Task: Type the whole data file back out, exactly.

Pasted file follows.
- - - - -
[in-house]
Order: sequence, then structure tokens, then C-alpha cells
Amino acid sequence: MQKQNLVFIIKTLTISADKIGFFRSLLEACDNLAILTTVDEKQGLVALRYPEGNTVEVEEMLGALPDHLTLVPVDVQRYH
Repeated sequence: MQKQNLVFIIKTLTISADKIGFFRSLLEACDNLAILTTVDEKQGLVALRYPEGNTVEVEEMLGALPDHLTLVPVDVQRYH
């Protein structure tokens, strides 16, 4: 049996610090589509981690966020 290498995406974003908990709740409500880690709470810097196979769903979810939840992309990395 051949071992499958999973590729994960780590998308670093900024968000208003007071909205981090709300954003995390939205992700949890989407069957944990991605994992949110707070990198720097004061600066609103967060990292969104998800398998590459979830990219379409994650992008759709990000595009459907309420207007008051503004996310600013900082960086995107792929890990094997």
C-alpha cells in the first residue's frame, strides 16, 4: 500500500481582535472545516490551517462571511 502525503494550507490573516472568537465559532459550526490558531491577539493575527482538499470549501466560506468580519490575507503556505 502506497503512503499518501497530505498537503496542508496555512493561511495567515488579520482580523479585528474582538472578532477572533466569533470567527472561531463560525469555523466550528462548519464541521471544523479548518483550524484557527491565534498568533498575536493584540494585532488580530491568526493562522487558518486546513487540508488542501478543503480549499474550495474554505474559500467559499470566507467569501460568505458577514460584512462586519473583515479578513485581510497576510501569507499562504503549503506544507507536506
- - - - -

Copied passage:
[in-house]
Order: sequence, then structure tokens, then C-alpha cells
Amino acid sequence: MQKQNLVFIIKTLTISADKIGFFRSLLEACDNLAILTTVDEKQGLVALRYPEGNTVEVEEMLGALPDHLTLVPVDVQRYH
Repeated sequence: MQKQNLVFIIKTLTISADKIGFFRSLLEACDNLAILTTVDEKQGLVALRYPEGNTVEVEEMLGALPDHLTLVPVDVQRYH
């Protein structure tokens, strides 16, 4: 049996610090589509981690966020 290498995406974003908990709740409500880690709470810097196979769903979810939840992309990395 051949071992499958999973590729994960780590998308670093900024968000208003007071909205981090709300954003995390939205992700949890989407069957944990991605994992949110707070990198720097004061600066609103967060990292969104998800398998590459979830990219379409994650992008759709990000595009459907309420207007008051503004996310600013900082960086995107792929890990094997």
C-alpha cells in the first residue's frame, strides 16, 4: 500500500481582535472545516490551517462571511 502525503494550507490573516472568537465559532459550526490558531491577539493575527482538499470549501466560506468580519490575507503556505 502506497503512503499518501497530505498537503496542508496555512493561511495567515488579520482580523479585528474582538472578532477572533466569533470567527472561531463560525469555523466550528462548519464541521471544523479548518483550524484557527491565534498568533498575536493584540494585532488580530491568526493562522487558518486546513487540508488542501478543503480549499474550495474554505474559500467559499470566507467569501460568505458577514460584512462586519473583515479578513485581510497576510501569507499562504503549503506544507507536506